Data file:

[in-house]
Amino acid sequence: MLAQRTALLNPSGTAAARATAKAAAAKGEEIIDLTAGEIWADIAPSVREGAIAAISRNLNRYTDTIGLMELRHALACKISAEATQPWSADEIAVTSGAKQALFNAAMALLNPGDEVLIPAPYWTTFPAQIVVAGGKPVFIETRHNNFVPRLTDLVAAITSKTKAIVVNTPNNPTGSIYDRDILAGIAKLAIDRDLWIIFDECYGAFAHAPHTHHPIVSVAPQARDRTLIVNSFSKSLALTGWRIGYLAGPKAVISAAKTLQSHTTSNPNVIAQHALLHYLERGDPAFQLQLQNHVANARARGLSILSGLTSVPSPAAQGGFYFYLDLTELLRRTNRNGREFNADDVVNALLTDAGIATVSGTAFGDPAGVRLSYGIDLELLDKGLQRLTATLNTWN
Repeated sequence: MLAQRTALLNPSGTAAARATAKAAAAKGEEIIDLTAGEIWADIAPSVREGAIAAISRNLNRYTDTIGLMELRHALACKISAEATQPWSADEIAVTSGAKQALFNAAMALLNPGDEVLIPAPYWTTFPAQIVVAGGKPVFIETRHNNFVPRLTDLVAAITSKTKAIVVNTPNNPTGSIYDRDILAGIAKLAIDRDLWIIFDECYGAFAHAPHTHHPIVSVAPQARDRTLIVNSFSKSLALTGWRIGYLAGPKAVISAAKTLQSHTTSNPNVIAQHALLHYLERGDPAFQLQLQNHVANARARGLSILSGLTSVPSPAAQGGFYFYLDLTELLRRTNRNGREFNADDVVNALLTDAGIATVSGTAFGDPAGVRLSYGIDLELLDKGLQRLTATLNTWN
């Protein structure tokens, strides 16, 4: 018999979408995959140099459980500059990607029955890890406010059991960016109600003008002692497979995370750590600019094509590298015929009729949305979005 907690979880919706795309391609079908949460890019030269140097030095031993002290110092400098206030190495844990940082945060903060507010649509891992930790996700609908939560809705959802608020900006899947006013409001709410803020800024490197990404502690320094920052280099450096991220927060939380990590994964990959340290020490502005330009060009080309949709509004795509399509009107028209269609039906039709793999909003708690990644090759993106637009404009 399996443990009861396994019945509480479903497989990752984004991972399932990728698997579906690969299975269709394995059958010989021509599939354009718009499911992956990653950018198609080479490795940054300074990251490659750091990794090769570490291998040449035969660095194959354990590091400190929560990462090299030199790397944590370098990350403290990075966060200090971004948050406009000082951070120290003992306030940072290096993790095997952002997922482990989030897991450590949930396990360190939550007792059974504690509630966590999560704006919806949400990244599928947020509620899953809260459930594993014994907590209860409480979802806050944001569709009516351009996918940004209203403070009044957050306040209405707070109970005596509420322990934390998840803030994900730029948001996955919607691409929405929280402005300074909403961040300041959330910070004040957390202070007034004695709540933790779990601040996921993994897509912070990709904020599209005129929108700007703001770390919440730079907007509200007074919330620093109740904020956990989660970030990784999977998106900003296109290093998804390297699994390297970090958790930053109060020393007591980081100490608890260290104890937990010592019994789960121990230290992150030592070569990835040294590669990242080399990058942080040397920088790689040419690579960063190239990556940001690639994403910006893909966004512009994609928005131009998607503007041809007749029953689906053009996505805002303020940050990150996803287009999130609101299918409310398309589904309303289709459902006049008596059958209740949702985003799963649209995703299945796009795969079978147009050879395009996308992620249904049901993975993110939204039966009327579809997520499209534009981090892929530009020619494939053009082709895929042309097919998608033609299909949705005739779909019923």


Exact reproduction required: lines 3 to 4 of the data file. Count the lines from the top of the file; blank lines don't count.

Repeated sequence: MLAQRTALLNPSGTAAARATAKAAAAKGEEIIDLTAGEIWADIAPSVREGAIAAISRNLNRYTDTIGLMELRHALACKISAEATQPWSADEIAVTSGAKQALFNAAMALLNPGDEVLIPAPYWTTFPAQIVVAGGKPVFIETRHNNFVPRLTDLVAAITSKTKAIVVNTPNNPTGSIYDRDILAGIAKLAIDRDLWIIFDECYGAFAHAPHTHHPIVSVAPQARDRTLIVNSFSKSLALTGWRIGYLAGPKAVISAAKTLQSHTTSNPNVIAQHALLHYLERGDPAFQLQLQNHVANARARGLSILSGLTSVPSPAAQGGFYFYLDLTELLRRTNRNGREFNADDVVNALLTDAGIATVSGTAFGDPAGVRLSYGIDLELLDKGLQRLTATLNTWN
């Protein structure tokens, strides 16, 4: 018999979408995959140099459980500059990607029955890890406010059991960016109600003008002692497979995370750590600019094509590298015929009729949305979005 907690979880919706795309391609079908949460890019030269140097030095031993002290110092400098206030190495844990940082945060903060507010649509891992930790996700609908939560809705959802608020900006899947006013409001709410803020800024490197990404502690320094920052280099450096991220927060939380990590994964990959340290020490502005330009060009080309949709509004795509399509009107028209269609039906039709793999909003708690990644090759993106637009404009 399996443990009861396994019945509480479903497989990752984004991972399932990728698997579906690969299975269709394995059958010989021509599939354009718009499911992956990653950018198609080479490795940054300074990251490659750091990794090769570490291998040449035969660095194959354990590091400190929560990462090299030199790397944590370098990350403290990075966060200090971004948050406009000082951070120290003992306030940072290096993790095997952002997922482990989030897991450590949930396990360190939550007792059974504690509630966590999560704006919806949400990244599928947020509620899953809260459930594993014994907590209860409480979802806050944001569709009516351009996918940004209203403070009044957050306040209405707070109970005596509420322990934390998840803030994900730029948001996955919607691409929405929280402005300074909403961040300041959330910070004040957390202070007034004695709540933790779990601040996921993994897509912070990709904020599209005129929108700007703001770390919440730079907007509200007074919330620093109740904020956990989660970030990784999977998106900003296109290093998804390297699994390297970090958790930053109060020393007591980081100490608890260290104890937990010592019994789960121990230290992150030592070569990835040294590669990242080399990058942080040397920088790689040419690579960063190239990556940001690639994403910006893909966004512009994609928005131009998607503007041809007749029953689906053009996505805002303020940050990150996803287009999130609101299918409310398309589904309303289709459902006049008596059958209740949702985003799963649209995703299945796009795969079978147009050879395009996308992620249904049901993975993110939204039966009327579809997520499209534009981090892929530009020619494939053009082709895929042309097919998608033609299909949705005739779909019923």